Discussion in 'malware problems & news' started by itman, Nov 8, 2015.
That may work (for now), but it's extremely stupid and shortsighted IMO. Any C/C++ based malware could use VSS API calls. Or even something written in Python or Ruby. Or a malware dropper could just bundle its own copy of vssadmin.
Keep offline backups instead. And don't use an admin account for day-to-day stuff. The former is a small effort, the latter is absolutely trivial.
Edit: I'm struggling for an analogy to describe this security theater. The closest I can come is something like, "OMG, the 'rm' command lets you delete the whole system if run as root! You should remove /bin/rm right now!"
It's clear, simple, and completely wrong.
Also the BleepingComputer script needs to be modified for x64 systems. For every instance of %WinDir%\system32\vssadmin.exe, you will have to add %WinDir%\SysWow64\vssadmin.exe since I have seen instances of CryptoLocker using the vssadmin.exe instance in SysWow64 directory.
Actually I monitor the following with an Eset HIPS rule. Note that the DOS pipe symbol "|" is the only way I can enter command line arguments in that HIPS.
VSSAdmin.exe comes blacklisted by default in Bouncer's policy file. Bouncer's developer has blacklisted a lot of vulnerable executables that other developers around Wilders has not. bitsadmin.exe is another one in which the developer has blacklisted. bitsadmin.exe can be used to gain full access to one's machine. It's worth reading about in his blog. http://excubits.com/content/en/news_001.html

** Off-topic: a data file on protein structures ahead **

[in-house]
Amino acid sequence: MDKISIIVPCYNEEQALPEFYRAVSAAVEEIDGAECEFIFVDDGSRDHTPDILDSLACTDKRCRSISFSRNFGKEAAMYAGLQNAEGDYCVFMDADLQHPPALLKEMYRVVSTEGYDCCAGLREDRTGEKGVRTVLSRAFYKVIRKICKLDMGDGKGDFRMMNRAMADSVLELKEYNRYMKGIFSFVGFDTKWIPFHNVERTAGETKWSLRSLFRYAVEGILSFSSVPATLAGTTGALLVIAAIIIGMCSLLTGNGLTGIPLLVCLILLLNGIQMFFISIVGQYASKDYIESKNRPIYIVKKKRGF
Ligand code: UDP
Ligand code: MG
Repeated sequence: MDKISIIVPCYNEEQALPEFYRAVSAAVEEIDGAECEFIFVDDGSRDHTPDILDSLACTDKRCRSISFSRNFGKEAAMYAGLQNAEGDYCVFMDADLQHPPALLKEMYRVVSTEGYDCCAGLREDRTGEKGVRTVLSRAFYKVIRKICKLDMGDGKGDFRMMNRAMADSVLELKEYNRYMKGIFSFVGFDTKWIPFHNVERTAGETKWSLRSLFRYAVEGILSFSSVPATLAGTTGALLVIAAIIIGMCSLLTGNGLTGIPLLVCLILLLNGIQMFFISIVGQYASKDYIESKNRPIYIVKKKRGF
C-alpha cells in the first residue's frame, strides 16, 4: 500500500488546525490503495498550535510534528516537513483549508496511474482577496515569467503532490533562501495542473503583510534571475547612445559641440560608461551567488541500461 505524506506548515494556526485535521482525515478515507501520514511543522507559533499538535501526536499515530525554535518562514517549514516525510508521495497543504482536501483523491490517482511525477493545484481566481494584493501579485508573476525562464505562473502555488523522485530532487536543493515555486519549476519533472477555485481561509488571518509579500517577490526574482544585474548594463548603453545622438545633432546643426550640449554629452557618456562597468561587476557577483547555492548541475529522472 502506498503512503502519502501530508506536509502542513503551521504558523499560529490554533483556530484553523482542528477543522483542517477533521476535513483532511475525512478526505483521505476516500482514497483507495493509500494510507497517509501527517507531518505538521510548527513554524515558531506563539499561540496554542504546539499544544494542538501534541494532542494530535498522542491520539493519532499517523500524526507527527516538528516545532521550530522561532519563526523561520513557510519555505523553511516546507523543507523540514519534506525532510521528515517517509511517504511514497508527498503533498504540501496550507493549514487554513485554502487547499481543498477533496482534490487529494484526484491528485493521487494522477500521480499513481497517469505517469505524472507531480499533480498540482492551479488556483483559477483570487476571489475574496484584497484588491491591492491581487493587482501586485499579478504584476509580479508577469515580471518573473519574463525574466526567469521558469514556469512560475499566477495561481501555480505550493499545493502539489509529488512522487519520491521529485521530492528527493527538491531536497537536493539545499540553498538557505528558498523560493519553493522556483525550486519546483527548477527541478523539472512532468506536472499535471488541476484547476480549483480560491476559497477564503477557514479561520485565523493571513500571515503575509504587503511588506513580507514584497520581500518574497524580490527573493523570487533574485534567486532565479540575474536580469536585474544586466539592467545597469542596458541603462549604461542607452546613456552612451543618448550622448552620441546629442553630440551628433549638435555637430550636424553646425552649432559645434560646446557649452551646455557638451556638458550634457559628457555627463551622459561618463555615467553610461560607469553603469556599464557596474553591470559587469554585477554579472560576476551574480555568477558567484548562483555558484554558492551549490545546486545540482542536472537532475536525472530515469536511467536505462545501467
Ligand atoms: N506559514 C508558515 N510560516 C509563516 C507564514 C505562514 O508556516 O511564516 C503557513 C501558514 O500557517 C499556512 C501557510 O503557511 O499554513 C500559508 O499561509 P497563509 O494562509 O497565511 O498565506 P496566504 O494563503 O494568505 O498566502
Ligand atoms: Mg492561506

Edited 11/8 @ 9:29
IMO the name of a thread is misleading. Shadow volume copies should not be disabled, only Vssadmin, a tool to manage those copies. Does anybody know if disabling this tool (let's say using SRP rules) affects how shadow volume copies are created? I think that it doesn't but it would be nice to hear it from someone who tested it (I don't want to break Macrium...).
According to BleepingComputer, the only software affected is:
When testing this method, I have not found any functionality lost within Windows and the only program that I know of that no longer operates when it is renamed is Shadow Explorer.
I added it to the advanced list in NVT's Exe Radar Pro. That way I'll get an alert if it runs. So far no. Also no effect on running imaging software.
Appears bitsadmin.exe is not even used anymore by WIN 7+ OS's:
BITSADMIN is deprecated in Windows 7 and 2008 R2, it is superseded by the new PowerShell BITS cmdlets.
Which means that unless Bouncer is monitoring all Powershell processing, it could execute. I do wonder however if bitsadmin.exe is used in the WIN 10 upgrade processing?
The issue however is if the malware has access to system32 or SysWow64 directories and can escalate privledges, it is pretty much game over.
Another FYI from Mr. Bleeping himself which is applicable to users of SRP and anti-execs that store their policies in the registry:
Grinler - 1 day ago
Though, I agree CryptoPrevent has become an essential tool these days, I still recommend you rename vssadmin.exe altogether. Its a very niche tool that that vast majority will never use but has a high risk to it.